“Anything that is prolonged will create dukkha. All contacts pass quickly, because that is their nature. The same goes for sight, our eyes are continually blinking. We can't even keep sight constant for the length of time we're looking at anything. We may be looking at a beautiful painting for a little while and really like it. Someone says: "You can stay here and look at the painting for the next five hours, we're not closing the museum yet." Nobody could do that. We can't look at the same thing a long time, without feeling bored, losing all awareness, or even falling asleep. Sense contacts are not only limited because of their inability to give satisfaction. They are actually waves that come and go. If we are listening to some lovely music, after a few hours the same music becomes unbearable. Our sense contacts are mirroring a reflection of satisfaction, which has no real basis in fact. That's Mara constantly leading us astray.”

    — Ayya Khema

    WalkerJeffrey
  • KeromeKerome Love, love is mystery The Continent Veteran

    “If we watch our senses again and again, this becomes a habit, and is no longer difficult. Life will be much more peaceful. The world as we know it consists of so much proliferation. Everywhere are different colors, shapes, beings and nature's growth. Each species of tree has hundreds of sub-species. Nature proliferates. All of us look different. If we don't guard our senses, this proliferation in the world will keep us attracted life after life. There's too much to see, do, know and react to. Since there is no end to all of that we might as well stop and delve inside of ourselves.”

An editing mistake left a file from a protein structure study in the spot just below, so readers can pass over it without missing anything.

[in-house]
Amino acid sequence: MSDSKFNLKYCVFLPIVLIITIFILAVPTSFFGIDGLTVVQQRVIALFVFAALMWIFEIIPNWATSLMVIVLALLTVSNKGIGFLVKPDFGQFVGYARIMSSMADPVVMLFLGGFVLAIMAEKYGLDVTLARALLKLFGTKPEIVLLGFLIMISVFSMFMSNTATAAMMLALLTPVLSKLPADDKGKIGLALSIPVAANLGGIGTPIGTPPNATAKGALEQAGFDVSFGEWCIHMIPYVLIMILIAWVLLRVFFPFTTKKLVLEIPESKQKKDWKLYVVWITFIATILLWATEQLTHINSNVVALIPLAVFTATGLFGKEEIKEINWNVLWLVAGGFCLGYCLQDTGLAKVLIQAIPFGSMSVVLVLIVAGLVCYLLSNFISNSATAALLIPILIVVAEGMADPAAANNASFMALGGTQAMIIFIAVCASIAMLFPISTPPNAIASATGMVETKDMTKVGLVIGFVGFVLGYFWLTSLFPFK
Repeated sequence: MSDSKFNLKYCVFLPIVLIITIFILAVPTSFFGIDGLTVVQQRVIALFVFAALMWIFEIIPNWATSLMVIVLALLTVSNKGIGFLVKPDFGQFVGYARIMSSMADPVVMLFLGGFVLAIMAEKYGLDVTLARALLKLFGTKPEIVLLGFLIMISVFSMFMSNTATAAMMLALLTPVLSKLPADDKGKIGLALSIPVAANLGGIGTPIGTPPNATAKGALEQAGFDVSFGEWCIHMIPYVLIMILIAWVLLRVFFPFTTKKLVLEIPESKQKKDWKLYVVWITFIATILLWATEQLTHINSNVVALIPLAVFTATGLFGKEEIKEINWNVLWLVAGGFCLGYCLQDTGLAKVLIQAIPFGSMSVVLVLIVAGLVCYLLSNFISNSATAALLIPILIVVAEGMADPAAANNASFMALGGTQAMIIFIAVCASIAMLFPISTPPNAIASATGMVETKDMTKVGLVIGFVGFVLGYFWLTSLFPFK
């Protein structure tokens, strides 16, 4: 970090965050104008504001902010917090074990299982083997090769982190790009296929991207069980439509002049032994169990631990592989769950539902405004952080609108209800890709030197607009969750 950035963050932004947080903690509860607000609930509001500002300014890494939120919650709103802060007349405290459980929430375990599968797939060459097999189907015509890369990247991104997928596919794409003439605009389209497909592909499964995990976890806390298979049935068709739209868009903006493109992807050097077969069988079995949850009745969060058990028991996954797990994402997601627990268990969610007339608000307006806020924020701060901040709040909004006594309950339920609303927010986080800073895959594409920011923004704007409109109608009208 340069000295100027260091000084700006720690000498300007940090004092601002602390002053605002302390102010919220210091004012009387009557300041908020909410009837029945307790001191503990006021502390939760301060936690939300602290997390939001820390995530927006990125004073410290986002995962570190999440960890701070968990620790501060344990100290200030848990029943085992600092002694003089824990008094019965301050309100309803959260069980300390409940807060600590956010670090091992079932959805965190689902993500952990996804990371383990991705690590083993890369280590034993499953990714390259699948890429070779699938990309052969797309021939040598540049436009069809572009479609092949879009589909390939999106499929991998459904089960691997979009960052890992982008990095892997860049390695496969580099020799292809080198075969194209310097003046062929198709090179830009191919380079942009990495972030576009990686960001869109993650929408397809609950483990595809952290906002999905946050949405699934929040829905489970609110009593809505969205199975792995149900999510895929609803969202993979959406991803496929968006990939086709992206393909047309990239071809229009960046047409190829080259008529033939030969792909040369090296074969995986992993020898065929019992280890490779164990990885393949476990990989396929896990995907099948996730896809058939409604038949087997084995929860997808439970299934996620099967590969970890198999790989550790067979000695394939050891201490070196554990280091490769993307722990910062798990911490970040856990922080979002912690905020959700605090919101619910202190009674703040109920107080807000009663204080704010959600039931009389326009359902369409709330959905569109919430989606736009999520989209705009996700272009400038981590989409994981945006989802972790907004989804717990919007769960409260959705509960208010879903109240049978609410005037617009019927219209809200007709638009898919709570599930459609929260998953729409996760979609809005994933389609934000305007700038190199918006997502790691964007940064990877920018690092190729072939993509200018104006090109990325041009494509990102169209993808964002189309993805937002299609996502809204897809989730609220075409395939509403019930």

— Ayya Khema

    WalkerJeffrey
  • KeromeKerome Love, love is mystery The Continent Veteran

    “The mind is the greatest and most delicate tool existing in the universe. All of us have it, but few look after it properly. Practically everybody is interested in looking after their bodies. Eating, sleeping, washing, exercising, seeing the doctor when the body is sick, cutting hair, nails, filling teeth, doing everything that's necessary to keep the body functioning well. In reality, the body is the servant and the mind is the master. So we are looking after the servant and forgetting the master. If we do that in our homes, we create chaos. That's one of the reasons why the world looks as chaotic as it does. People kill each other, steal from each other, are unfaithful, lie, gossip and slander. Most have absolutely no ideas that the mind is our most precious asset. It gives us wealth beyond compare and yet we don't know how to look after it.”

    — Ayya Khema

    Walker
  • KeromeKerome Love, love is mystery The Continent Veteran

    “ An inner vision is an understood experience. Without that, insight cannot arise. That holds true for small matters in daily life, just as it holds true for the deepest and most profound understanding of the Buddha's teaching. If for instance somebody is not pleased with us and we don't understand why, we shall have that same disharmony happen to us over and over again. We need to realize that we may have said or done something to cause that displeasure. This is a small matter showing the need for understanding an experience. If we think these happenings are something outside of ourselves, we can't change our attitudes. Practicing Dhamma means constantly changing ourselves to reach out towards the sublime. If change were not possible, the Buddha would have given a lifetime of teaching in vain.”